GIVEAWAY Therese is giving away a print copy of The Moon Sisters to a commenter here! To enter, leave a comment here, and if you share the post on other social media that counts as extra entries (but don’t forget to note that in your comment on this post)
Alison Krauss, authors, bluegrass, contemporary fiction, Desert Island Discs, drama, entertainment, free book, giveaway, literary fiction, literary novels, Moon Sisters, music, music for writers, music for writing, My Memories of a Future Life, Nail Your Novel, Olivia Moon, playlist for writers, Robert Plant, Roz Morris, second novel, The Moon Sisters, The Undercover Soundtrack, Therese Walsh, undercover soundtrack, Women Writers, Women's fiction, Writer Unboxed, writers, writing, writing to music
My guest this week felt daunted when she embarked on her second novel, worried that she didn’t have the mileage to finish. A duo of songs kept her on course, gave her confidence and made her believe in the reality of her characters and their story. And two is a recurring theme as her novel centres around a pair of sisters with damage, strange hearts and unusual senses. As co-founder and editor-in-chief of Writer Unboxed, my guest is well known to thousands of writers interested in the craft and business of fiction; she is Therese Walsh and she’ll be here on Wednesday with her Undercover Soundtrack.
authors, contemporary fiction, Desert Island Discs, drama, entertainment, literary fiction, literary novels, music, music for writers, music for writing, My Memories of a Future Life, Nail Your Novel, playlist for writers, Roz Morris, second novel, The Moon Sisters, The Undercover Soundtrack, Therese Walsh, undercover soundtrack, Women Writers, Women's fiction, Writer Unboxed, writers, writing, writing to music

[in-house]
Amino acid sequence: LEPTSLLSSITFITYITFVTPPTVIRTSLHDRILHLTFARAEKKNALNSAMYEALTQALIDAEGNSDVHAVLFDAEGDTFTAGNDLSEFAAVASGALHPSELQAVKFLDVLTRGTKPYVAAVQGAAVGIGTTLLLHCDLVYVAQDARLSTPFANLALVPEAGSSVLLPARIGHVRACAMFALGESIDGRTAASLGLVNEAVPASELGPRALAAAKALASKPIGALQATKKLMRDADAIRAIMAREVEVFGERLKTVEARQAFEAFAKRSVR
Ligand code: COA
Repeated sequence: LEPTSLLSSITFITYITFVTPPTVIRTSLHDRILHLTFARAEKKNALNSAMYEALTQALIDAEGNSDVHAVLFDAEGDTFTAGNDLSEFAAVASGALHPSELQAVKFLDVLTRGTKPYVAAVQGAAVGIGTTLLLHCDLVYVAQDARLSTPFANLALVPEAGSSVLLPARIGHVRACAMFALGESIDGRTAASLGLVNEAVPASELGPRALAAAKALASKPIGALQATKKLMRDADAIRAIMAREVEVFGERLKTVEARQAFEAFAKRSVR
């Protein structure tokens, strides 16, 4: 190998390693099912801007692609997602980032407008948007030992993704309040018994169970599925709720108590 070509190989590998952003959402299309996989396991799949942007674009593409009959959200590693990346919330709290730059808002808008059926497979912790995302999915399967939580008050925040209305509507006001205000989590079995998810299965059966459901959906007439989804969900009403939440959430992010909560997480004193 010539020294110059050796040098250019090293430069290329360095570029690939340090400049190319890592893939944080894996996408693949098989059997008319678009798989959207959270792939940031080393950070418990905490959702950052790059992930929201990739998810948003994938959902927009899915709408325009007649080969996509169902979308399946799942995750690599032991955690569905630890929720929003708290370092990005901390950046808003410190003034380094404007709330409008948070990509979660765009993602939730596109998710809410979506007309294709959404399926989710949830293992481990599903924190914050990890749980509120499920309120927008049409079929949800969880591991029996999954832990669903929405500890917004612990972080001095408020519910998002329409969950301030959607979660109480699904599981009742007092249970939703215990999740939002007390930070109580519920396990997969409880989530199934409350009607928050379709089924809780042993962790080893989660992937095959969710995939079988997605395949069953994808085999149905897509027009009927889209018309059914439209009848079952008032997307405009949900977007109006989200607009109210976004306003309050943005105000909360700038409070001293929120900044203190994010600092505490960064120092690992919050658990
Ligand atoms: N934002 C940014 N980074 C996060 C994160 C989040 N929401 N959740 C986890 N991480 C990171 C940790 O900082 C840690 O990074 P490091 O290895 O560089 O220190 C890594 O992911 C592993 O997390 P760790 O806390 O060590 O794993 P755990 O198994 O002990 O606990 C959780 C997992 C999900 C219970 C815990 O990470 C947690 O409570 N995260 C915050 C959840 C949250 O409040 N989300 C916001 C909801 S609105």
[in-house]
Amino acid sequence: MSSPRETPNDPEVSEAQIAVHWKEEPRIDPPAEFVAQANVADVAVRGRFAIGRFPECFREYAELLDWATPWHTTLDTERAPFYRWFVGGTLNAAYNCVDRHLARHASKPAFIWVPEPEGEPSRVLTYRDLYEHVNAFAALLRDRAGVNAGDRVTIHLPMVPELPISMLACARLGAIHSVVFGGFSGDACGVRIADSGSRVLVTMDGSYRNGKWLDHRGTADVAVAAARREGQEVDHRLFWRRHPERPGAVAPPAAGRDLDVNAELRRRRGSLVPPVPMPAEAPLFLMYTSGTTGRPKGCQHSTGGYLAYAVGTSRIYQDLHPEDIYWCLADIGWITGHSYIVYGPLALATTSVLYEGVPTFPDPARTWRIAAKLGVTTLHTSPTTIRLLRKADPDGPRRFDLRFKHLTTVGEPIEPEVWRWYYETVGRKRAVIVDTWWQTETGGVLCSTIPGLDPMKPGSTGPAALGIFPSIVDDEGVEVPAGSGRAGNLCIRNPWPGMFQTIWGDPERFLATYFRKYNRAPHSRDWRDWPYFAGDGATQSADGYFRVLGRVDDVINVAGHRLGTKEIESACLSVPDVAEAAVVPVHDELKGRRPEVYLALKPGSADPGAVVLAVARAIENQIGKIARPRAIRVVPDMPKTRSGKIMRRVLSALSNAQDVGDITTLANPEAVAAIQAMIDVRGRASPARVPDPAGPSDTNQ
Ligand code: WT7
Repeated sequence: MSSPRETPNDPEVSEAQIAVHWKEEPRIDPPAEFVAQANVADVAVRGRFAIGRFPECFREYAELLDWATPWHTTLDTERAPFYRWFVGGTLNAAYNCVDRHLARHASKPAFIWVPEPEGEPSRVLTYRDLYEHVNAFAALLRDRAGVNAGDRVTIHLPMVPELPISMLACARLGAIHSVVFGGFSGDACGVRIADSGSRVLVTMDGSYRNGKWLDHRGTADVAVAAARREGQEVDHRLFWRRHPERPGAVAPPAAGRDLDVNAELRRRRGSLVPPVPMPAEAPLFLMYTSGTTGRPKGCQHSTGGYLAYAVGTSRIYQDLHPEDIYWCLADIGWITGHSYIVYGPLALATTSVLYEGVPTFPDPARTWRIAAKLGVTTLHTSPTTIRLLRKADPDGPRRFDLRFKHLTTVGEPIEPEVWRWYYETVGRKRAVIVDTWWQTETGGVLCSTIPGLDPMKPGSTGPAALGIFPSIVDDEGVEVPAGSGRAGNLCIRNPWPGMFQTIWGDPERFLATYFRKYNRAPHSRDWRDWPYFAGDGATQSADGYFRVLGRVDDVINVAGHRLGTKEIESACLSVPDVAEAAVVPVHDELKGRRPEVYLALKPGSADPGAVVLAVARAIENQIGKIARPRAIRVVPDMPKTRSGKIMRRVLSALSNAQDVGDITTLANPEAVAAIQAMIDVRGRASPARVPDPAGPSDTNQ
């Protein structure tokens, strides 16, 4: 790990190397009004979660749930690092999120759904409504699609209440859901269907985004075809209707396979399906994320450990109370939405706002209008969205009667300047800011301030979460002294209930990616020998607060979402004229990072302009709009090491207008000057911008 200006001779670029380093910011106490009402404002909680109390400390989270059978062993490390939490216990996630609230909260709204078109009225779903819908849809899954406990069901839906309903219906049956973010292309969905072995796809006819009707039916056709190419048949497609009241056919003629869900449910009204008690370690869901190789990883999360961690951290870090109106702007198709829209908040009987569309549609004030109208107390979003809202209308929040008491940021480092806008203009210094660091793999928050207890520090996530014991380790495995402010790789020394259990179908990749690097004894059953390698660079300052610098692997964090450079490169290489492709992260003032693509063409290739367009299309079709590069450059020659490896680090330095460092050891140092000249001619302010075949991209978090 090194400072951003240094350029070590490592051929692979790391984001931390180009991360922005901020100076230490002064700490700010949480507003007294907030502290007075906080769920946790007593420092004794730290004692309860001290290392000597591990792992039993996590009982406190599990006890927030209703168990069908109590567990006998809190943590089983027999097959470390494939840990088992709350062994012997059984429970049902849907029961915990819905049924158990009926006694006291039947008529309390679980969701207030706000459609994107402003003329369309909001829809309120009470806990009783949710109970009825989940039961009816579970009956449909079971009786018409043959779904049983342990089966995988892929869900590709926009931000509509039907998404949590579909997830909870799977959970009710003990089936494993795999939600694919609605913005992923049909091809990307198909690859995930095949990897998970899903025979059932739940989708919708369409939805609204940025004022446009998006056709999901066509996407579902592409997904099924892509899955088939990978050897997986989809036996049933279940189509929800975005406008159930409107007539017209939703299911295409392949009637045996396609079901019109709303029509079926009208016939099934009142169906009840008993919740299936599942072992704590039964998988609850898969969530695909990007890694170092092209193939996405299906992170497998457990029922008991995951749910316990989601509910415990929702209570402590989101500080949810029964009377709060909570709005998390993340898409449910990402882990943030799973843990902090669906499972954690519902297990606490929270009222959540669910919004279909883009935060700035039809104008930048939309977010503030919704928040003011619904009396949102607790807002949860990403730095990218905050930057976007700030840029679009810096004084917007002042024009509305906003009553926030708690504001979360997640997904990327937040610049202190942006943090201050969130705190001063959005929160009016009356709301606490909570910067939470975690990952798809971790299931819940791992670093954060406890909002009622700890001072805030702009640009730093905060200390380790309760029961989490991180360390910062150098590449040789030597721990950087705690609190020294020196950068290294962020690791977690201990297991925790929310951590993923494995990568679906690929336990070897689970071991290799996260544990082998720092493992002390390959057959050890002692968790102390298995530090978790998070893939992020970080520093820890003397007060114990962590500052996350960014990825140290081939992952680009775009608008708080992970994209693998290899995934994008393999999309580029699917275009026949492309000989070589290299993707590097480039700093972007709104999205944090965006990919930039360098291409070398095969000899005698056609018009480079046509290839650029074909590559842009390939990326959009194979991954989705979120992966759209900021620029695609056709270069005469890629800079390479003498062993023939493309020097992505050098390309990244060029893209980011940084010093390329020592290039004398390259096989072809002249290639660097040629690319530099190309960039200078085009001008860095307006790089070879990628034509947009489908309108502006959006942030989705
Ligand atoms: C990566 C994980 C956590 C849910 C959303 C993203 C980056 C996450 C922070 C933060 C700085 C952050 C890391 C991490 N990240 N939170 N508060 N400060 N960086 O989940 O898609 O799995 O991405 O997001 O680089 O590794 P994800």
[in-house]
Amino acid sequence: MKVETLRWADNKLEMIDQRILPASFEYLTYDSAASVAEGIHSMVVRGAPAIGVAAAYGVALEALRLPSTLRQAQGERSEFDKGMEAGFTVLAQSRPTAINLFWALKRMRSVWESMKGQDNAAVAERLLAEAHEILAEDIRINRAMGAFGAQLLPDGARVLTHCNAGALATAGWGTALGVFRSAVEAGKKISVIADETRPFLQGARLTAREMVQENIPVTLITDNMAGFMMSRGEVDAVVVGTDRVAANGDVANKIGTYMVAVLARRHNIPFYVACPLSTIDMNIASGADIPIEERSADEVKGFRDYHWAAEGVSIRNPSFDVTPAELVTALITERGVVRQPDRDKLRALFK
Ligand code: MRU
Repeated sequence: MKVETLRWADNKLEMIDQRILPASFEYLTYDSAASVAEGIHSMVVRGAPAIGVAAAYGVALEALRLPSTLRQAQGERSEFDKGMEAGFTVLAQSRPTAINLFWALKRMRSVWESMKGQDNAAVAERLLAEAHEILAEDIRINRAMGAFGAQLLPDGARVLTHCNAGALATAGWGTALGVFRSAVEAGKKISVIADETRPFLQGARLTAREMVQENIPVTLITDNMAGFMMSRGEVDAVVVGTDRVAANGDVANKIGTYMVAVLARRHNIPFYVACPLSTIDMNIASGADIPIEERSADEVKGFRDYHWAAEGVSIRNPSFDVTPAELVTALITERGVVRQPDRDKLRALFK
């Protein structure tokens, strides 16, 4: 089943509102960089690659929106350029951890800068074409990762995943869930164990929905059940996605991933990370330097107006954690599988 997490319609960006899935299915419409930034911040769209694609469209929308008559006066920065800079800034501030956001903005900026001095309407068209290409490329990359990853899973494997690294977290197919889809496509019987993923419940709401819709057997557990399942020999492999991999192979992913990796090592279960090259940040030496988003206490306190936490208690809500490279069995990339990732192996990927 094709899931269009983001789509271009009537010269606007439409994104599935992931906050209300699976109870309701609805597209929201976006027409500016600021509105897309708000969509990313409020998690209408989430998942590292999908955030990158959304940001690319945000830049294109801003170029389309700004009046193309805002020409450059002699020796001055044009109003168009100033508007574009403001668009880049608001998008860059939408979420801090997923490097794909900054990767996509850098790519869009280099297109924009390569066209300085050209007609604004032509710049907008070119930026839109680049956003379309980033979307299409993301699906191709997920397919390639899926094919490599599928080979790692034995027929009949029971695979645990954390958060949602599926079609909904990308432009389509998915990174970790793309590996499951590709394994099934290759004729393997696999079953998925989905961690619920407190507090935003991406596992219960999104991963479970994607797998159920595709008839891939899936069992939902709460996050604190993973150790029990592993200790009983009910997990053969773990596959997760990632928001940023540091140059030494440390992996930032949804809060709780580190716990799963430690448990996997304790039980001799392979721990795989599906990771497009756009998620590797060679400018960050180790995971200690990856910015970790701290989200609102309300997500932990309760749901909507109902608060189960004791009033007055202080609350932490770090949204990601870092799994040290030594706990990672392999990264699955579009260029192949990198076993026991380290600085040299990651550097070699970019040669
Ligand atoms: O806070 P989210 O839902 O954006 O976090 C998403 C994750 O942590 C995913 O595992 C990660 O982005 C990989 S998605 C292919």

- The Undercover Soundtrack is a series where writers - and occasionally other arty folk - reveal how music shapes their work.
- It began as a companion to my first novel, My Memories of a Future Life, and now thrives as a creative salon in its own right. Pull on your headphones and join us.
- If you're curious about the novel that started it all, click the image below.
Kobo featured book, London Book Fair 2013
Seal of Excellence for Outstanding Independent Fiction, Awesome Indies 2013
Underground Book Reviews Top Summer Read 2012
League of Extraordinary Authors Top 10 Indie Elite 2012
Multi-Story Pick of the Month March and October 2012
Alliance of Independent Authors Book of the Month, January 2013
Email merozmorriswriter at gmail dot com
- All content copyright Roz Morris 2011-2020. Nothing may be reproduced without my express permission in writing beforehand. Photography: Bonnie Schupp Photography, gcg2009 and Roz Morris
What is The Undercover Soundtrack?Sleeve notes here
For the soundtrack of My Memories of a Future Life, you'll need Chopin's Sonata in B Minor, Rachmaninov preludes, lashings of Grieg's piano concerto in A minor and The Clash's Rock the Kasbah (they go together well).
You'll also need Samuel Barber's Dover Beach on piano, although that doesn't actually exist so do the best you can.
And the novel's undercover pieces. You can find them here
- What's on their soundtracks? Zip down to the footer and you can search by artiste or composer. See who shares your taste in inspirational music
Find something unforgettable
- Your first pages – 5 more book openings critiqued by a literary agent (and me!) at @Litopia
- From literary journal to 10 books a year – interview with Jessica Bell @msbessiebell of Vine Leaves Press @VineLeavesPress
- What movies get wrong – and right – about authors. And Elizabeth Taylor: Ep47 FREE podcast for writers
Sign up for my newsletter
- 'My Memories of a Future Life is a poignant story steeped with melancholy, edged with a desperate hope, and twisted throughout with darkness and humor'
- 'Some of the sharpest writing I've read in a long while'
- 'The feel of a modern-day witch trial with a tense romance'
- 'Clever when you think about it afterwards; haunting and engrossing while you're reading'